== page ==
Our test capacity outpaces demand and we have not experienced a test backlog to date. We perform antibody testing in more than 20 Quest Diagnostics labs around the country.
We are reporting antibody test results within 1-2 days from specimen collection, depending on demand. Turnaround time includes the time to transport a specimen after collecting it at a Quest Diagnostics patient service center or provider site to reporting results.
As per April 15, 2020 Business Insider report by Dane Finley, “FDA grants emergency use authorization to Rutgers-developed coronavirus saliva test”
“In the latest sign the US Food and Drug Administration (FDA) is looking to tackle testing shortages and equip US patients with diagnostic coronavirus tests, the agency granted an emergency use authorization (EUA) for a saliva-based coronavirus test developed by Rutgers University’s RUCDR Infinite Biologics biorepository, according to CNBC.”
“Saliva-based tests could help ramp up wide-scale coronavirus testing in the US, while protecting frontline healthcare staff and overcoming supply shortages. Rutgers’ test is currently available to the RWJBarnabas Health system in hard-hit New Jersey.”
“But a larger-scale rollout of the test could be on the horizon, considering the university’s RUCDR lab has the capacity to run 10,000 tests per day and the FDA’s recent EUA should enable other labs to adopt this form of testing, per CNBC. An expanded rollout of Rutgers’ test could help ramp up wide-scale coronavirus testing efforts across the US — which still lags behind other countries such as Italy and Germany in coronavirus tests conducted per million people.”
“And the nature of Rutgers’ test — which requires individuals with coronavirus symptoms to spit into a cup — could be significant in overcoming testing barriers such as limited supplies and mitigating the spread of the virus among vulnerable healthcare workers. For example, the test eliminates the need for nose and throat swabs — which NYC hospitals currently face a shortage of.”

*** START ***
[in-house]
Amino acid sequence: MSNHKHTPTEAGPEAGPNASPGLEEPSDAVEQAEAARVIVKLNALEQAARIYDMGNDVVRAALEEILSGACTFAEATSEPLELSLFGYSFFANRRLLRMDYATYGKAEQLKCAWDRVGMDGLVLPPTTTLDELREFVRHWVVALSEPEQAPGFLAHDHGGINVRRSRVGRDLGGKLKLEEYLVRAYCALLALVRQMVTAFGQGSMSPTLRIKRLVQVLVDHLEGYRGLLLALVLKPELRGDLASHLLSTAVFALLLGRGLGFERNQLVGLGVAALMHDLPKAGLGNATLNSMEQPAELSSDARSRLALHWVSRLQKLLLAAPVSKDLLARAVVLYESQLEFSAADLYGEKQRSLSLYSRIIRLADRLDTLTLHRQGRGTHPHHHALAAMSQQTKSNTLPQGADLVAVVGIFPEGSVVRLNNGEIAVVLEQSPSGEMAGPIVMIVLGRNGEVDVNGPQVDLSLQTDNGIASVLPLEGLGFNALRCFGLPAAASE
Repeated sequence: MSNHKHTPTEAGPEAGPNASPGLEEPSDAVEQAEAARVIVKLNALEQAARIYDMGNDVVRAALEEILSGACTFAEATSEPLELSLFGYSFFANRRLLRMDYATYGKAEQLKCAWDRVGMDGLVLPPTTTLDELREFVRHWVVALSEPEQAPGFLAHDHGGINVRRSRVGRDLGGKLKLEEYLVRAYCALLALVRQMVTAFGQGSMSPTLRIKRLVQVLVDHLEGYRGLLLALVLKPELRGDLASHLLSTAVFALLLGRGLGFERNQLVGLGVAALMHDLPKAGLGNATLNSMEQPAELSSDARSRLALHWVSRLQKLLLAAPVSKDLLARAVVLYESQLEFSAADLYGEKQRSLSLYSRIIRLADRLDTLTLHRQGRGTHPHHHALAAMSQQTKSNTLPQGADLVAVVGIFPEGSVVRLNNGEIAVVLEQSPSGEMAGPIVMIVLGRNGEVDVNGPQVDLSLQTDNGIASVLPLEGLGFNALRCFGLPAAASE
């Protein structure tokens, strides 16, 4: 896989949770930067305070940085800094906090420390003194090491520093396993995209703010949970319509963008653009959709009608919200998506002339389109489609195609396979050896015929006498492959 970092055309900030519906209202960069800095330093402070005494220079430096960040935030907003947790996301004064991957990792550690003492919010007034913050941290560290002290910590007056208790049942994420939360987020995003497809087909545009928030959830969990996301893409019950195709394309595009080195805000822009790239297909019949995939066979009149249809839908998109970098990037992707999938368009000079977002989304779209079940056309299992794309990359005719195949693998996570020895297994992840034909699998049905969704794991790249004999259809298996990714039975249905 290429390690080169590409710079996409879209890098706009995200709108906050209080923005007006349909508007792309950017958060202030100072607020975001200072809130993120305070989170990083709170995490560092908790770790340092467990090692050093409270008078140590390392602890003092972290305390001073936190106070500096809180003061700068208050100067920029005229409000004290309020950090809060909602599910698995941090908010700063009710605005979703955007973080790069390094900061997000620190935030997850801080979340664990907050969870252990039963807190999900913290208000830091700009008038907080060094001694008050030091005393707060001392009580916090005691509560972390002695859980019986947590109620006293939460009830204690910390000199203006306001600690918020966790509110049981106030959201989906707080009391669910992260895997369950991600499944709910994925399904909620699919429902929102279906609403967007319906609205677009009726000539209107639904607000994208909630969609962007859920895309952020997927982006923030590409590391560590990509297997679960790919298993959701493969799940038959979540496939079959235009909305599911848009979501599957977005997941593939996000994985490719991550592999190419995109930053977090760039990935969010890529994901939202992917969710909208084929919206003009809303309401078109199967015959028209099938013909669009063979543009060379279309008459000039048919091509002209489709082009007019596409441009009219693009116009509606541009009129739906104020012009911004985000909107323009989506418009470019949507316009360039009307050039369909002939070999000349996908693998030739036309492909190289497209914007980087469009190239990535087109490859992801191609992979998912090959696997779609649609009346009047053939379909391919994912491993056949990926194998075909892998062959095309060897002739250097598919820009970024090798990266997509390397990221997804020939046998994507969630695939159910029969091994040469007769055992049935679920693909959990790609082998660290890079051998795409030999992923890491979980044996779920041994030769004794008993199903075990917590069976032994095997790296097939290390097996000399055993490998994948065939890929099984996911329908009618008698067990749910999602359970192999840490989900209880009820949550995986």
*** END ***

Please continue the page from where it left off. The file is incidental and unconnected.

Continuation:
“And while healthcare professionals are required to supervise sample collection, the fact that they’re no longer collecting samples themselves limits their potential exposure to the virus and could help hospitals better allocate dwindling supplies of personal protective equipment.”
We’re also seeing fast-moving health tech startups like MicroGen DX extending into saliva-based coronavirus testing — but murky home use guidelines could stunt consumer adoption. At-home testing firms’ are also wading into saliva-based coronavirus testing, but their efforts have been hampered by FDA regulatory hurdles.”
“Texas-based MicroGen DX launched a saliva-based coronavirus test on March 31st for $99. And while the health tech startup indicated its test does not require FDA approval since an accredited lab processes its results, the at-home nature of the test led the FDA to clarify that no coronavirus tests have been authorized for home use, per STAT.”
What I would like to see is general testing; i.e., even if you don’t have symptoms, you would be able to take a test. As has been reported, many people without symptoms are still infected and capable of spreading the virus. In fact, one wonders if it isn’t these people who may be the hidden culprits for the continued upward trend of the pandemic.